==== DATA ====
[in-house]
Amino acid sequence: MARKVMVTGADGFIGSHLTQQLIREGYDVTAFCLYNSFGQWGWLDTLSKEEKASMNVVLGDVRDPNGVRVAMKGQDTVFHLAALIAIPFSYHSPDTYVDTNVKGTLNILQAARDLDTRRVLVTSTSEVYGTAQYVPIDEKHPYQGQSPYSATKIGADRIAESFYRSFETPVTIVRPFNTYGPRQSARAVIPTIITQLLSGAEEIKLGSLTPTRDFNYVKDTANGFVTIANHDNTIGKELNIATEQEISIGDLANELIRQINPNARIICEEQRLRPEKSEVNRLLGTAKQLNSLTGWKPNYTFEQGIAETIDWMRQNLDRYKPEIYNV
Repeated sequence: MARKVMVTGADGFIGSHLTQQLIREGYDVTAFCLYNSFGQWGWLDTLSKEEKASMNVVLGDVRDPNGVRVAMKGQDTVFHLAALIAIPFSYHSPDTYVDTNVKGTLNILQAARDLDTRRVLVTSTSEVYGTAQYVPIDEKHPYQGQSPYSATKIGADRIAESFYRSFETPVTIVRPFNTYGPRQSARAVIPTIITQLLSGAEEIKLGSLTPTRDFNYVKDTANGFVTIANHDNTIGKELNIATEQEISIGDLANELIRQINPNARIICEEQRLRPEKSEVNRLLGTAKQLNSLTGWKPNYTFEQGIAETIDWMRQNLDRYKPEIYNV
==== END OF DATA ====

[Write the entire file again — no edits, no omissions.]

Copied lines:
[in-house]
Amino acid sequence: MARKVMVTGADGFIGSHLTQQLIREGYDVTAFCLYNSFGQWGWLDTLSKEEKASMNVVLGDVRDPNGVRVAMKGQDTVFHLAALIAIPFSYHSPDTYVDTNVKGTLNILQAARDLDTRRVLVTSTSEVYGTAQYVPIDEKHPYQGQSPYSATKIGADRIAESFYRSFETPVTIVRPFNTYGPRQSARAVIPTIITQLLSGAEEIKLGSLTPTRDFNYVKDTANGFVTIANHDNTIGKELNIATEQEISIGDLANELIRQINPNARIICEEQRLRPEKSEVNRLLGTAKQLNSLTGWKPNYTFEQGIAETIDWMRQNLDRYKPEIYNV
Repeated sequence: MARKVMVTGADGFIGSHLTQQLIREGYDVTAFCLYNSFGQWGWLDTLSKEEKASMNVVLGDVRDPNGVRVAMKGQDTVFHLAALIAIPFSYHSPDTYVDTNVKGTLNILQAARDLDTRRVLVTSTSEVYGTAQYVPIDEKHPYQGQSPYSATKIGADRIAESFYRSFETPVTIVRPFNTYGPRQSARAVIPTIITQLLSGAEEIKLGSLTPTRDFNYVKDTANGFVTIANHDNTIGKELNIATEQEISIGDLANELIRQINPNARIICEEQRLRPEKSEVNRLLGTAKQLNSLTGWKPNYTFEQGIAETIDWMRQNLDRYKPEIYNV